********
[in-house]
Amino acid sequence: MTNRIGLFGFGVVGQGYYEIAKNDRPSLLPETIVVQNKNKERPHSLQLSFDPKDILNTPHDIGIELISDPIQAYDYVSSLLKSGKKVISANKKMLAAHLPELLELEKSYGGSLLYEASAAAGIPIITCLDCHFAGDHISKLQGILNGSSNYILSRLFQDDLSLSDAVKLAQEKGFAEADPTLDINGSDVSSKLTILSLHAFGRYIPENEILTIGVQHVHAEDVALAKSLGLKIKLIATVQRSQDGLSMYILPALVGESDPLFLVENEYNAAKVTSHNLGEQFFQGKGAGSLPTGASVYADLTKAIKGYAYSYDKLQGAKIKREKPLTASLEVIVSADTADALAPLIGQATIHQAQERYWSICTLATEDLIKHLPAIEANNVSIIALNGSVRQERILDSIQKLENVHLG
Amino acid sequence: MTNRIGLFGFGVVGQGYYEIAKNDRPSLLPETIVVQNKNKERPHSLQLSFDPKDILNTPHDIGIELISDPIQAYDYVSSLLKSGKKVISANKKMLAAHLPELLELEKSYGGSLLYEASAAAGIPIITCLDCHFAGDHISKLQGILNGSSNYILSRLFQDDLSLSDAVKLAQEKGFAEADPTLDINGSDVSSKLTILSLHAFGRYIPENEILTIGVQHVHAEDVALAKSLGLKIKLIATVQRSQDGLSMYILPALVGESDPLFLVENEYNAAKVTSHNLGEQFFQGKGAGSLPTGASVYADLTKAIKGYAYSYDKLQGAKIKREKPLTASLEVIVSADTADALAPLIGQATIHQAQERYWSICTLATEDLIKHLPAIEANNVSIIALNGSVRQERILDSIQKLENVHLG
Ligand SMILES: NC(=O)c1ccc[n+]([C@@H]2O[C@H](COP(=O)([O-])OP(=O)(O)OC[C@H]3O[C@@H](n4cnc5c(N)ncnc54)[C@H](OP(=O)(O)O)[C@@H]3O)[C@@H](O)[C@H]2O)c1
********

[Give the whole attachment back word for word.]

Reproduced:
[in-house]
Amino acid sequence: MTNRIGLFGFGVVGQGYYEIAKNDRPSLLPETIVVQNKNKERPHSLQLSFDPKDILNTPHDIGIELISDPIQAYDYVSSLLKSGKKVISANKKMLAAHLPELLELEKSYGGSLLYEASAAAGIPIITCLDCHFAGDHISKLQGILNGSSNYILSRLFQDDLSLSDAVKLAQEKGFAEADPTLDINGSDVSSKLTILSLHAFGRYIPENEILTIGVQHVHAEDVALAKSLGLKIKLIATVQRSQDGLSMYILPALVGESDPLFLVENEYNAAKVTSHNLGEQFFQGKGAGSLPTGASVYADLTKAIKGYAYSYDKLQGAKIKREKPLTASLEVIVSADTADALAPLIGQATIHQAQERYWSICTLATEDLIKHLPAIEANNVSIIALNGSVRQERILDSIQKLENVHLG
Amino acid sequence: MTNRIGLFGFGVVGQGYYEIAKNDRPSLLPETIVVQNKNKERPHSLQLSFDPKDILNTPHDIGIELISDPIQAYDYVSSLLKSGKKVISANKKMLAAHLPELLELEKSYGGSLLYEASAAAGIPIITCLDCHFAGDHISKLQGILNGSSNYILSRLFQDDLSLSDAVKLAQEKGFAEADPTLDINGSDVSSKLTILSLHAFGRYIPENEILTIGVQHVHAEDVALAKSLGLKIKLIATVQRSQDGLSMYILPALVGESDPLFLVENEYNAAKVTSHNLGEQFFQGKGAGSLPTGASVYADLTKAIKGYAYSYDKLQGAKIKREKPLTASLEVIVSADTADALAPLIGQATIHQAQERYWSICTLATEDLIKHLPAIEANNVSIIALNGSVRQERILDSIQKLENVHLG
Ligand SMILES: NC(=O)c1ccc[n+]([C@@H]2O[C@H](COP(=O)([O-])OP(=O)(O)OC[C@H]3O[C@@H](n4cnc5c(N)ncnc54)[C@H](OP(=O)(O)O)[C@@H]3O)[C@@H](O)[C@H]2O)c1